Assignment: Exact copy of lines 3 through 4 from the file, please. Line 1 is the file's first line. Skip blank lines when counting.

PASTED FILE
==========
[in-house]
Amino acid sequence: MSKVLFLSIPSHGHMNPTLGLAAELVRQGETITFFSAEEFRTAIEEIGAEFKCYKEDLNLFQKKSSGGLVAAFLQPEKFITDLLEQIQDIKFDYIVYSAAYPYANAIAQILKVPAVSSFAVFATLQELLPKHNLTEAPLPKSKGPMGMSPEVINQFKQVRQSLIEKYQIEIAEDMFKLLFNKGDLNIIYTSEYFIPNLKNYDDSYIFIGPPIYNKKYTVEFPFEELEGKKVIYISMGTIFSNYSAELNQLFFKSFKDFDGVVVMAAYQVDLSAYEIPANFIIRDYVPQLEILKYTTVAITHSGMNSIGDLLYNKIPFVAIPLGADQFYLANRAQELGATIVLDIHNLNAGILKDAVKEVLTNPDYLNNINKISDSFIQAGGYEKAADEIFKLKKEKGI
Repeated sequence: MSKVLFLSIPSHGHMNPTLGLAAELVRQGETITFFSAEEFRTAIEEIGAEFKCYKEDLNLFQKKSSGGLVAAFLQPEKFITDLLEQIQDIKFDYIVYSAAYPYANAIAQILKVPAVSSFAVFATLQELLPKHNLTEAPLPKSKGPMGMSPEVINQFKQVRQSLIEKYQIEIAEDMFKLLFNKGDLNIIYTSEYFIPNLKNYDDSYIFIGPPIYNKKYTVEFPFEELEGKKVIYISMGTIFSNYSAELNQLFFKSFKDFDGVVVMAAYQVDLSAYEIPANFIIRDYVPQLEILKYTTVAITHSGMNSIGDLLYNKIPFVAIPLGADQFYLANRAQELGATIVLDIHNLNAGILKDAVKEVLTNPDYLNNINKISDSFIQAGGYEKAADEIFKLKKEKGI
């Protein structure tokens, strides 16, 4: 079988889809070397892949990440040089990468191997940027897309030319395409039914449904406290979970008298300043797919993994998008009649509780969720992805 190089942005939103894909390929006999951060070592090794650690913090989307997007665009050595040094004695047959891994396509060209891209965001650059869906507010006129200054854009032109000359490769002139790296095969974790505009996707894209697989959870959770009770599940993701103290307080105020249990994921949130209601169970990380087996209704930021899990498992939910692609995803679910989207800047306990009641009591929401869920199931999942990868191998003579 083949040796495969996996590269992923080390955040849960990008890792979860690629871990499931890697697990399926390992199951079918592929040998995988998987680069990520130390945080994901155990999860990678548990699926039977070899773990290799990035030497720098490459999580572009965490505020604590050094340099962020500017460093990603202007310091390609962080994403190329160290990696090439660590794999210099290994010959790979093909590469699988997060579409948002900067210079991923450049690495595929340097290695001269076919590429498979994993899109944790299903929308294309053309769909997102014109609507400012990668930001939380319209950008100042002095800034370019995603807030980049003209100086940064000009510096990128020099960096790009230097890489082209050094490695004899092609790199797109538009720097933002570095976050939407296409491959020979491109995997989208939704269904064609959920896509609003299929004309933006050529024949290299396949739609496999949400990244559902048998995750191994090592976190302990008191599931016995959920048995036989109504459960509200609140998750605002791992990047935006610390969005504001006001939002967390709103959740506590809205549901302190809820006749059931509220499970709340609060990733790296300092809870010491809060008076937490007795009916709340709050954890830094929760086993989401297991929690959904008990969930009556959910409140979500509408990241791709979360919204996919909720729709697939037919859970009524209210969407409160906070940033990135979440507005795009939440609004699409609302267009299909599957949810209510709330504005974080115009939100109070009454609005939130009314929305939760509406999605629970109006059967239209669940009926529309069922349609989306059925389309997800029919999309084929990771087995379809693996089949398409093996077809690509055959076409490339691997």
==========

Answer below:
Repeated sequence: MSKVLFLSIPSHGHMNPTLGLAAELVRQGETITFFSAEEFRTAIEEIGAEFKCYKEDLNLFQKKSSGGLVAAFLQPEKFITDLLEQIQDIKFDYIVYSAAYPYANAIAQILKVPAVSSFAVFATLQELLPKHNLTEAPLPKSKGPMGMSPEVINQFKQVRQSLIEKYQIEIAEDMFKLLFNKGDLNIIYTSEYFIPNLKNYDDSYIFIGPPIYNKKYTVEFPFEELEGKKVIYISMGTIFSNYSAELNQLFFKSFKDFDGVVVMAAYQVDLSAYEIPANFIIRDYVPQLEILKYTTVAITHSGMNSIGDLLYNKIPFVAIPLGADQFYLANRAQELGATIVLDIHNLNAGILKDAVKEVLTNPDYLNNINKISDSFIQAGGYEKAADEIFKLKKEKGI
């Protein structure tokens, strides 16, 4: 079988889809070397892949990440040089990468191997940027897309030319395409039914449904406290979970008298300043797919993994998008009649509780969720992805 190089942005939103894909390929006999951060070592090794650690913090989307997007665009050595040094004695047959891994396509060209891209965001650059869906507010006129200054854009032109000359490769002139790296095969974790505009996707894209697989959870959770009770599940993701103290307080105020249990994921949130209601169970990380087996209704930021899990498992939910692609995803679910989207800047306990009641009591929401869920199931999942990868191998003579 083949040796495969996996590269992923080390955040849960990008890792979860690629871990499931890697697990399926390992199951079918592929040998995988998987680069990520130390945080994901155990999860990678548990699926039977070899773990290799990035030497720098490459999580572009965490505020604590050094340099962020500017460093990603202007310091390609962080994403190329160290990696090439660590794999210099290994010959790979093909590469699988997060579409948002900067210079991923450049690495595929340097290695001269076919590429498979994993899109944790299903929308294309053309769909997102014109609507400012990668930001939380319209950008100042002095800034370019995603807030980049003209100086940064000009510096990128020099960096790009230097890489082209050094490695004899092609790199797109538009720097933002570095976050939407296409491959020979491109995997989208939704269904064609959920896509609003299929004309933006050529024949290299396949739609496999949400990244559902048998995750191994090592976190302990008191599931016995959920048995036989109504459960509200609140998750605002791992990047935006610390969005504001006001939002967390709103959740506590809205549901302190809820006749059931509220499970709340609060990733790296300092809870010491809060008076937490007795009916709340709050954890830094929760086993989401297991929690959904008990969930009556959910409140979500509408990241791709979360919204996919909720729709697939037919859970009524209210969407409160906070940033990135979440507005795009939440609004699409609302267009299909599957949810209510709330504005974080115009939100109070009454609005939130009314929305939760509406999605629970109006059967239209669940009926529309069922349609989306059925389309997800029919999309084929990771087995379809693996089949398409093996077809690509055959076409490339691997």